Sound in Animation

1 Silent Film and Before

There were many precursors to animated film, including magic lantern projections, which were the early equivalent of today’s slide shows and Power Point presentations. Some incorporated animation in the form of movable images; for example, a small glass slide containing an arm that would move up and down. Magic lantern shows, as well as animated films up to the late 1920s, almost always were accompanied by live sound.

In these shows, sound was ever changing. Narrative was presented in the tradition of oral storytelling, and content could be adjusted to account for local audiences and topical news events. Sound effects could be created on the spot with a range of objects. Musical accompaniment was as ephemeral as narrative and sound effects, varying from screening to screening. In rare instances, original scores were produced for animated works made during the so-called silent era of film. For example, Wolfgang Zeller composed a score for Lotte Reiniger’s The Adventures of Prince Achmed (DE 1926), a film utilizing backlit cutouts that is generally acknowledged to be the first feature-length animation in history.

Some performers gained the status of star. Such was the case for Winsor McCay, a well-known comic-strip artist who presented early screenings of his Gertie the Dinosaur (US 1914) on stage, speaking to his character. In Japan, it was traditional for films to be accompanied by the performance of a benshi, or actor who vocalizes the parts of all the characters.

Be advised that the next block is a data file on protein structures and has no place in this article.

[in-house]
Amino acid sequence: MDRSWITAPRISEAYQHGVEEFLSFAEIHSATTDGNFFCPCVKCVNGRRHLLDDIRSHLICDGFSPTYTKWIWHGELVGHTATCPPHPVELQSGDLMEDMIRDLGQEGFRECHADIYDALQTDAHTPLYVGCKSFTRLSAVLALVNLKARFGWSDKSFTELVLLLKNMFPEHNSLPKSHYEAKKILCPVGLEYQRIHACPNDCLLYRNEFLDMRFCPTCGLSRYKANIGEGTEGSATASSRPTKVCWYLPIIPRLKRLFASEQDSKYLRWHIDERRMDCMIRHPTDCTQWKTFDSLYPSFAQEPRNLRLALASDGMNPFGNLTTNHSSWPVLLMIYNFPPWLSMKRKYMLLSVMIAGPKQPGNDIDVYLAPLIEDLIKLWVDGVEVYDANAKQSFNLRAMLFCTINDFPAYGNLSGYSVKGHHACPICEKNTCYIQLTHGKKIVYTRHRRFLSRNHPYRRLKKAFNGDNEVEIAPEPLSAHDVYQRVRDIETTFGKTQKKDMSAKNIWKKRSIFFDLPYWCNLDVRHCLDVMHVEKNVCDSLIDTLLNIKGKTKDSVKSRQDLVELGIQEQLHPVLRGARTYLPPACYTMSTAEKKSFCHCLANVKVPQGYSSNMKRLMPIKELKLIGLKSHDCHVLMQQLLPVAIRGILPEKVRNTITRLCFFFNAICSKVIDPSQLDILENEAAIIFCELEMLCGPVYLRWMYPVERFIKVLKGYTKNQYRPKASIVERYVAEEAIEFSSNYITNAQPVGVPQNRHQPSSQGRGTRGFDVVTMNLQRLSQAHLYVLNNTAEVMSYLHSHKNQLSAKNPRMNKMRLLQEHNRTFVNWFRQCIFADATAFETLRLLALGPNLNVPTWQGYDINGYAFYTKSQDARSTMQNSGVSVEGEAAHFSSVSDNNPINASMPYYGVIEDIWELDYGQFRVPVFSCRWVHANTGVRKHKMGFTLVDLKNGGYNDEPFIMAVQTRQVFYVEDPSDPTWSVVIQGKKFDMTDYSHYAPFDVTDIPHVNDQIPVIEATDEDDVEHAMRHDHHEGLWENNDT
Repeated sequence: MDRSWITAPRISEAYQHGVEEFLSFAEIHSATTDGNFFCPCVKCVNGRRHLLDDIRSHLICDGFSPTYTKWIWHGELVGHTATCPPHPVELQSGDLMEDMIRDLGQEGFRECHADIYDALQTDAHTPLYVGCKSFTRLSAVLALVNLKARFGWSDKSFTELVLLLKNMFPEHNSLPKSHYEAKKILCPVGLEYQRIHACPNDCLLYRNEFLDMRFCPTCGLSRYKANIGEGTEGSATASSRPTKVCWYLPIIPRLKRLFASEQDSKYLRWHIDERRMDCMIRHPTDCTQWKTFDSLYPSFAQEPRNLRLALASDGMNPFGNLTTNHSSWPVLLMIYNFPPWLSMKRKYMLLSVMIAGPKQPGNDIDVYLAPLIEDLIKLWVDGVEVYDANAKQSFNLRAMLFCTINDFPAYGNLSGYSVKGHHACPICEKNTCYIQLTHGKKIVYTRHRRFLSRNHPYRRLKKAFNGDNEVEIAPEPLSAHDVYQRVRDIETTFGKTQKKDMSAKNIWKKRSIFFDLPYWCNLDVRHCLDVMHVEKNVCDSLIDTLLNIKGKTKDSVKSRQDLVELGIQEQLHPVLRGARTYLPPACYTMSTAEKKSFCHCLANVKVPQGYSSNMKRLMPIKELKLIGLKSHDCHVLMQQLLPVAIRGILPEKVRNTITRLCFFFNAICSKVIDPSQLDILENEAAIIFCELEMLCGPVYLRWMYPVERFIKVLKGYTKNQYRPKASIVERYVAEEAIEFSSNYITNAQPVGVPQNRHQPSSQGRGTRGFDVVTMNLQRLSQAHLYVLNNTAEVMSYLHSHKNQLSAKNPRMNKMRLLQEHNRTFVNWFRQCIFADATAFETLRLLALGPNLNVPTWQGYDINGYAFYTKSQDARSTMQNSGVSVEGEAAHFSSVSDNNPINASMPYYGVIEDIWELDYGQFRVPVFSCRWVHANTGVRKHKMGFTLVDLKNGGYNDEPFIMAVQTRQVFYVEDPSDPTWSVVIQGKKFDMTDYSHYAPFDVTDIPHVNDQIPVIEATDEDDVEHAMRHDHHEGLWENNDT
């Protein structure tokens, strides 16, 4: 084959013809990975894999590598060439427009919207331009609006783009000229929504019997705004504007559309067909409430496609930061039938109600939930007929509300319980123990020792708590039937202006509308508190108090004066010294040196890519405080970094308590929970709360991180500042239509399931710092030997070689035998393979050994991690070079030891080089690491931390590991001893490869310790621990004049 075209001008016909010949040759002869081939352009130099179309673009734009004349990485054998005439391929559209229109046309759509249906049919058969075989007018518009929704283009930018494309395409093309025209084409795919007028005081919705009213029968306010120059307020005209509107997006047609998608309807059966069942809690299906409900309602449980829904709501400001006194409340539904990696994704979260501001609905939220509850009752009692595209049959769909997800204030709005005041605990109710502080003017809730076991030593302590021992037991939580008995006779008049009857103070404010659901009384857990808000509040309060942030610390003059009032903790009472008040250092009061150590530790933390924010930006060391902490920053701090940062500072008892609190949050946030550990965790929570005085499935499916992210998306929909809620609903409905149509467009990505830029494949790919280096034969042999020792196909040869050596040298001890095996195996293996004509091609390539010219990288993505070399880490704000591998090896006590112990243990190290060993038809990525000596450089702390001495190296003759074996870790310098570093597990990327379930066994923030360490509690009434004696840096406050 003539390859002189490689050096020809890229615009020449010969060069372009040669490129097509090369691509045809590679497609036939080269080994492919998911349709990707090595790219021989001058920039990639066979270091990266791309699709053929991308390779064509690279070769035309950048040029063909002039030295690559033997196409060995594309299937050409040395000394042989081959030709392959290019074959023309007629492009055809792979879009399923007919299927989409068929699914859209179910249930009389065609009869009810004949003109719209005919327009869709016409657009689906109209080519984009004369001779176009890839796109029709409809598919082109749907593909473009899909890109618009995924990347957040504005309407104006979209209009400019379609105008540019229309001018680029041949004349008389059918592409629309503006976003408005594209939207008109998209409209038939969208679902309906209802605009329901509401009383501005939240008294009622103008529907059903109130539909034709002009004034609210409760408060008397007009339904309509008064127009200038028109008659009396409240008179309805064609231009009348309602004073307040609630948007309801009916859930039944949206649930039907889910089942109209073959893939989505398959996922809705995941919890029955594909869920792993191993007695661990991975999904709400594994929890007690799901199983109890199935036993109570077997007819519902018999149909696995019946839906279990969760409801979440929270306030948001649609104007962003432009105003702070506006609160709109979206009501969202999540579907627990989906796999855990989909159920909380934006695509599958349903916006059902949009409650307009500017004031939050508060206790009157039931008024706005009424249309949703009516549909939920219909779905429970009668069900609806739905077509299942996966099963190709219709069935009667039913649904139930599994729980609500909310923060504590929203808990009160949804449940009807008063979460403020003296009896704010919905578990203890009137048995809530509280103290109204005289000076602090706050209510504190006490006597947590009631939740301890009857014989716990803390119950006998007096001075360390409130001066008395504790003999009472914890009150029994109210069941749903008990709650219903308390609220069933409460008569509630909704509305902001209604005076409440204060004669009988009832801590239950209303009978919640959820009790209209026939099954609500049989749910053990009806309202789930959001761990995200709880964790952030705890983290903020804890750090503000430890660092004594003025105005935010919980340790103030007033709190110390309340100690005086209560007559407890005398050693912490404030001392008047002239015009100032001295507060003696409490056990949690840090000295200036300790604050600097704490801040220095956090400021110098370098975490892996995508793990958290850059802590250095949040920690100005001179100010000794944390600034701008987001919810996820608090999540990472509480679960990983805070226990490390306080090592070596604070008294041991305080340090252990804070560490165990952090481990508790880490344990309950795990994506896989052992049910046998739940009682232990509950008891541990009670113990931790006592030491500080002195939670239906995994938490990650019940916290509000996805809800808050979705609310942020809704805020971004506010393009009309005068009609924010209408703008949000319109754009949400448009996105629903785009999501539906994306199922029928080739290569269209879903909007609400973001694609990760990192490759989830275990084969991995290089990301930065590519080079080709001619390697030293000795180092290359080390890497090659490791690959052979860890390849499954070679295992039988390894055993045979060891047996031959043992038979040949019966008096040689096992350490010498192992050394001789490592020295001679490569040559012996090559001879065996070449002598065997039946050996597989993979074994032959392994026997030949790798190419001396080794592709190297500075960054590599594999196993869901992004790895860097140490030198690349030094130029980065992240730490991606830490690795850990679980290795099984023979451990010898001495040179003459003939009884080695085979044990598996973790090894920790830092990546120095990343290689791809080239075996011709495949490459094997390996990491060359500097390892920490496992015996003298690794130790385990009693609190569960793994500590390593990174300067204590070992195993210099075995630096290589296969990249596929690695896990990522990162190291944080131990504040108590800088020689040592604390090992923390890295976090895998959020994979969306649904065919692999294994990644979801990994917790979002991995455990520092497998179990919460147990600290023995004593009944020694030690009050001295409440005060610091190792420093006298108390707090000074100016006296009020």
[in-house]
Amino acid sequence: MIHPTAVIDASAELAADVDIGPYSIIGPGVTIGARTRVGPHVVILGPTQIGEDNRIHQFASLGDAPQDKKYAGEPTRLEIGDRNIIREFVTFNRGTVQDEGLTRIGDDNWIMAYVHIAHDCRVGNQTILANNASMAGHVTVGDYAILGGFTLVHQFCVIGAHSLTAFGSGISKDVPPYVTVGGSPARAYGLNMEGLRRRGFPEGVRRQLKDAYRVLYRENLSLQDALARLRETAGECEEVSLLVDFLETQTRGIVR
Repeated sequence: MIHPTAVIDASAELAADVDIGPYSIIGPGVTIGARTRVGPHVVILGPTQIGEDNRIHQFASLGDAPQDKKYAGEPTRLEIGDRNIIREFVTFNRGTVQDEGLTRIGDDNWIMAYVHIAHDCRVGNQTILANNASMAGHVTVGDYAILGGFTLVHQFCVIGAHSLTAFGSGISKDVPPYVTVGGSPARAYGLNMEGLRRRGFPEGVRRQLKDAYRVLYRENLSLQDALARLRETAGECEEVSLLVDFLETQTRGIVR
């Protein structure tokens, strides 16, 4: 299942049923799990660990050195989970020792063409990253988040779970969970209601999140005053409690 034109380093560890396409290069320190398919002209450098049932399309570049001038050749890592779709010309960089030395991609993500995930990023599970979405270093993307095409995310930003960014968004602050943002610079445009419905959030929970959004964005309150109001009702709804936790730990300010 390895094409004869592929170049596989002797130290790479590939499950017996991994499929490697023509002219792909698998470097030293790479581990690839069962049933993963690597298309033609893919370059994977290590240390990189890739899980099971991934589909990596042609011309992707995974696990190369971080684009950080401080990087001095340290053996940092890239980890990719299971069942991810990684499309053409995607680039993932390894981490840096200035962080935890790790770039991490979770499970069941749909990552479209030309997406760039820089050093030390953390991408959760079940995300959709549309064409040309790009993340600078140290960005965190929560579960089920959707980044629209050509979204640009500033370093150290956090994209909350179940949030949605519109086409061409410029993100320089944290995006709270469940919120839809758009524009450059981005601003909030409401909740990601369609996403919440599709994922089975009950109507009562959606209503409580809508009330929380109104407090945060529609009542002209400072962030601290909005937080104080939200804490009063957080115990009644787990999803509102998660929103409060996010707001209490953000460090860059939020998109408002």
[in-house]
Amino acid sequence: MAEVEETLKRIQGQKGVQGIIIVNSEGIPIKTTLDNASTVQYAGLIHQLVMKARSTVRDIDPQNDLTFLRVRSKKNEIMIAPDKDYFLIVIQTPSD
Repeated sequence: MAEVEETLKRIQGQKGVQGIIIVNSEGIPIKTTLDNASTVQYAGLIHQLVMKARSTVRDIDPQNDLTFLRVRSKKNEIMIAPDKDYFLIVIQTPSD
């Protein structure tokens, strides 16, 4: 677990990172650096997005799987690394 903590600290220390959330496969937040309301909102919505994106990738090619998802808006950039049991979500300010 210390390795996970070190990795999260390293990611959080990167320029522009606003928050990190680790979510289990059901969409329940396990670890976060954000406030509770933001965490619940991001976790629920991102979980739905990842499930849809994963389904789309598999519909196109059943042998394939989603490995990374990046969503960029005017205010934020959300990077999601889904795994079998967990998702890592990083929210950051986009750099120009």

Narrative was also imparted through the use of intertitles or speech bubbles within a film, reflecting the influence of print comics during the early years of animated films. A good deal of early animation was built around physical comedy—an example is found in Felix the Cat, modeled after the silent film comedian Charlie Chaplin. In general, humor in physical comedy is expressed less through dialogue and more through acting out a series of gags.

Within the art world, especially in Europe, the silent era saw the beginnings of a filmmaking practice known as visual music. Filmmakers Viking Eggeling and Hans Richter created works that explored the possibilities of a visual language organized as a type of orchestration, with rhythmic components. The titles of their respective films, Symphonie Diagonale (DE 1925) and Rhythmus 21 (DE 1921), suggest the association that these silent abstract films have with musical structures.